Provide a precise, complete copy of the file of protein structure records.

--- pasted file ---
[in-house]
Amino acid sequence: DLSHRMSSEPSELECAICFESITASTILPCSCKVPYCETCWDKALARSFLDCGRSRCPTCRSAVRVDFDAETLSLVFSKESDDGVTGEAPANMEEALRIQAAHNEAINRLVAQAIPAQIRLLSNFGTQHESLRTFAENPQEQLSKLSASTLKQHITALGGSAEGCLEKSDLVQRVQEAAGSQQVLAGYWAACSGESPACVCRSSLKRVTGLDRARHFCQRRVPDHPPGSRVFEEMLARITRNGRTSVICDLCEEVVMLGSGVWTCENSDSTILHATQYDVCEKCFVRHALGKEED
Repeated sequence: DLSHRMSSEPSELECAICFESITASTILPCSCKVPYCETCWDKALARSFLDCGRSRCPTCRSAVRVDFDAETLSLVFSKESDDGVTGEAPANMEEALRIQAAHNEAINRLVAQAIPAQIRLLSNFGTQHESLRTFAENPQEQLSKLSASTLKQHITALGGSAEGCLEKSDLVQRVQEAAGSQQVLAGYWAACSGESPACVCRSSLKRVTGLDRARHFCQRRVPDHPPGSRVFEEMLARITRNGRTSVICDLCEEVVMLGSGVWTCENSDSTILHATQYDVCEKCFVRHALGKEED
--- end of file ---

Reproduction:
[in-house]
Amino acid sequence: DLSHRMSSEPSELECAICFESITASTILPCSCKVPYCETCWDKALARSFLDCGRSRCPTCRSAVRVDFDAETLSLVFSKESDDGVTGEAPANMEEALRIQAAHNEAINRLVAQAIPAQIRLLSNFGTQHESLRTFAENPQEQLSKLSASTLKQHITALGGSAEGCLEKSDLVQRVQEAAGSQQVLAGYWAACSGESPACVCRSSLKRVTGLDRARHFCQRRVPDHPPGSRVFEEMLARITRNGRTSVICDLCEEVVMLGSGVWTCENSDSTILHATQYDVCEKCFVRHALGKEED
Repeated sequence: DLSHRMSSEPSELECAICFESITASTILPCSCKVPYCETCWDKALARSFLDCGRSRCPTCRSAVRVDFDAETLSLVFSKESDDGVTGEAPANMEEALRIQAAHNEAINRLVAQAIPAQIRLLSNFGTQHESLRTFAENPQEQLSKLSASTLKQHITALGGSAEGCLEKSDLVQRVQEAAGSQQVLAGYWAACSGESPACVCRSSLKRVTGLDRARHFCQRRVPDHPPGSRVFEEMLARITRNGRTSVICDLCEEVVMLGSGVWTCENSDSTILHATQYDVCEKCFVRHALGKEED